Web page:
This year will mark Null’s 20th anniversary of working with the program.
Null said she considers herself lucky to spearhead the program. “I can’t believe how rewarding this job is,” she said.
To keep up with the Adopt-A-Family program, Null postpones her own Christmas celebrations until some time in January.
Her own children get mad, she said. “But we can have Christmas in July — what difference does it make?” she asked.
Even after 20 years, the program still improves each year.
“I’m open to anyone’s ideas,” she said.
To Null, the whole program is inspired by the kids.
“You can’t outgive the Lord. The more you do, the more He gives back.”
Null has seen this firsthand, as someone has provided her with a new driveway and garage doors to help accommodate all of the volunteers parking at her home.
“She’s really an amazing person,” one volunteer said. “She’s taught me so much. She taught me to give with no strings attached and that your heart has to be in the right place.”
Once, the volunteer thought about giving up helping with the program. “It gets overwhelming,” she said. “But then I thought, ‘what about the kids?’ ”
How to Help
The program seems to always be in need of size 6, 8, 10 and 12 pants, as well as gift cards for older children.
The program serves children through high school, as well as families with disabled adults.
There are two ways people can get involved. The Adopt-A-Family program can provide those interested with the names of families that can be directly helped by providing food and gifts, or gifts, toys and clothing can be donated for distribution.
Items can be donated to Null’s home, 1463 Highway 100, Pacific, MO 63069, or by calling Null, 636-742-2244, Debbie Kelley, 636-675-0444, or Brenda McDaniel, 636-271-5315,
Items needed include new clothes, toys and gift items for all ages of children. Cash donations also are accepted.
Being active in the community isn’t a new phenomenon, as Null has had her hands in several groups and organizations throughout her life.
“It’s my nature. It’s how God made me,” she said.
Null taught Bible school for 48 years at Lackland Road Baptist Church. When her children were young, she was a Boy Scout leader and a Girl Scout leader.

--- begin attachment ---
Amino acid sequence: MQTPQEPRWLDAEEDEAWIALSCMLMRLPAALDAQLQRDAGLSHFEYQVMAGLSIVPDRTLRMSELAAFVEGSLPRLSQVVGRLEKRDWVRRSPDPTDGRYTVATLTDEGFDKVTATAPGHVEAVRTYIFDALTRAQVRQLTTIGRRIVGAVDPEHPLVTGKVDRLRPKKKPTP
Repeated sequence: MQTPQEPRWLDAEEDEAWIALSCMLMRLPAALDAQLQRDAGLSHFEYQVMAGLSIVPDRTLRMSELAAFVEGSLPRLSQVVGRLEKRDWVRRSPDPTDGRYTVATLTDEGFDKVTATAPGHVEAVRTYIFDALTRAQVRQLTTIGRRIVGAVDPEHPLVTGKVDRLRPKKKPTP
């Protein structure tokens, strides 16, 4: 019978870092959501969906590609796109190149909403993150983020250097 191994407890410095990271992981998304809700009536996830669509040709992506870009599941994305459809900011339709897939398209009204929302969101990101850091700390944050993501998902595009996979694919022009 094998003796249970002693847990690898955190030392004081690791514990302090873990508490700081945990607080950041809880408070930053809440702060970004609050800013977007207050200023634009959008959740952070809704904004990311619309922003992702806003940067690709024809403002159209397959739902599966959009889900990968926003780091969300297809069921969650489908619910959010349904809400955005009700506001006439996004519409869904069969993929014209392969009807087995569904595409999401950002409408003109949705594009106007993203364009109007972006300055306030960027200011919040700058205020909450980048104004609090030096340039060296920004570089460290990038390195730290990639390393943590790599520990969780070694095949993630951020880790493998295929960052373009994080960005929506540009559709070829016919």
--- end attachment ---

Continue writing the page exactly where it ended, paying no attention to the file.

She also was heavily active in politics. In one room of her home, Null has photos of her with presidents Nixon, Ronald Reagan and George H.W. Bush, as well as invitations to White House invocations, and a collection of Republican elephant and Democrat donkey political mugs, which mark each president’s swearing in to office.
Null’s political career primarily consisted of knocking on doors, calling people to vote and sending out letters.
In 2008, Null was named the Pacific Chamber of Commerce’s Citizen of the Year.
Null loves baseball, especially the St. Louis Cardinals.
“I eat and breathe ’em,” she said.
On the day of the Cardinals’ final game in the NLCS, Null sported a Yadiar Molina shirt to show support for her favorite player.
Even before knowing the outcome of the game, Null said it would be OK if the Cardinals lost, which they did, because the Cards have won quite a bit and won the World Series last year.
“We can’t be greedy,” she said, adding that she feels sorry for teams that don’t often win.
Always a baseball fan, Null went to the World Series in 1982.
She has been to the new stadium to watch the home team play.
Null also has had the opportunity to travel. One of her sons spent some time as a pilot and was able to get highly discounted airline tickets.
She’s flown all over the world, including Switzerland, France, Spain, Scotland, the Rock of Gibraltar and has been to Europe more than five times. The only two places she would still like to visit are Alaska and Israel, she said.
Null continues to substitute teach kindergarten in the Meramec Valley School District.
One of 14 children born to Harry and Irma Gulley, Null grew up in Newburg, Mo. At 16, she married the late Charles “Chuck” Null, the love of her life.
The couple had three children, Michelle Ratliff, Bill and James Null.
In her 50s, Null decided to go back to school. She had promised her father she would go to college, but hadn’t fulfilled that promise yet.
At 57, she graduated from the University of Missouri-St. Louis (UMSL) with degrees in psychology and political science, as well as a minor in women’s studies.
Her dad, she said, was an inspiration to her.
“My dad, he fed everyone,” she said. “He always said, ‘Don’t let anyone go hungry and help them at Christmas.’ ”
Null said she felt like she was called to be a missionary, but was told she couldn’t’ because of her age. “God called me to be a missionary here,” she said.
As far as advice to future generations on how to live a happy life, Null kept it simple.
“Get everything out of life that you can,” she said. “Help others. Pay it forward.”